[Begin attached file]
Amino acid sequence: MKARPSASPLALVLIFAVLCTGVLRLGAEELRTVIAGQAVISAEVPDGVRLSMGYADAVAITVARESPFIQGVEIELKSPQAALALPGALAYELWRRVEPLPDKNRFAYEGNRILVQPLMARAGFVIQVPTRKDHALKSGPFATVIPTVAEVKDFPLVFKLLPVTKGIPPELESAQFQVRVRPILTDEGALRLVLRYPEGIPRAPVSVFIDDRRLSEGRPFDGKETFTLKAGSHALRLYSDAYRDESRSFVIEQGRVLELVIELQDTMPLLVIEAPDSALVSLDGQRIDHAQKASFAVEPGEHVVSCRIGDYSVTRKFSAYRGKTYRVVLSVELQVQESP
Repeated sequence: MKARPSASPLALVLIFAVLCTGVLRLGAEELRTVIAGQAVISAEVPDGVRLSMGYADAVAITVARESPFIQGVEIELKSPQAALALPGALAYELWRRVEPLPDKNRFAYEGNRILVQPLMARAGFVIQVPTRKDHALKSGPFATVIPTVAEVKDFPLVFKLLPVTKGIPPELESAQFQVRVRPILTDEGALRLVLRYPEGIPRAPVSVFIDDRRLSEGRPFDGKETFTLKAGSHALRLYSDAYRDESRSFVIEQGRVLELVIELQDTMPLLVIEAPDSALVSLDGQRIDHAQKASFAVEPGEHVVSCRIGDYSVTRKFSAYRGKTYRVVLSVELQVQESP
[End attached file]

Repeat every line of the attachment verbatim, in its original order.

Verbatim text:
Amino acid sequence: MKARPSASPLALVLIFAVLCTGVLRLGAEELRTVIAGQAVISAEVPDGVRLSMGYADAVAITVARESPFIQGVEIELKSPQAALALPGALAYELWRRVEPLPDKNRFAYEGNRILVQPLMARAGFVIQVPTRKDHALKSGPFATVIPTVAEVKDFPLVFKLLPVTKGIPPELESAQFQVRVRPILTDEGALRLVLRYPEGIPRAPVSVFIDDRRLSEGRPFDGKETFTLKAGSHALRLYSDAYRDESRSFVIEQGRVLELVIELQDTMPLLVIEAPDSALVSLDGQRIDHAQKASFAVEPGEHVVSCRIGDYSVTRKFSAYRGKTYRVVLSVELQVQESP
Repeated sequence: MKARPSASPLALVLIFAVLCTGVLRLGAEELRTVIAGQAVISAEVPDGVRLSMGYADAVAITVARESPFIQGVEIELKSPQAALALPGALAYELWRRVEPLPDKNRFAYEGNRILVQPLMARAGFVIQVPTRKDHALKSGPFATVIPTVAEVKDFPLVFKLLPVTKGIPPELESAQFQVRVRPILTDEGALRLVLRYPEGIPRAPVSVFIDDRRLSEGRPFDGKETFTLKAGSHALRLYSDAYRDESRSFVIEQGRVLELVIELQDTMPLLVIEAPDSALVSLDGQRIDHAQKASFAVEPGEHVVSCRIGDYSVTRKFSAYRGKTYRVVLSVELQVQESP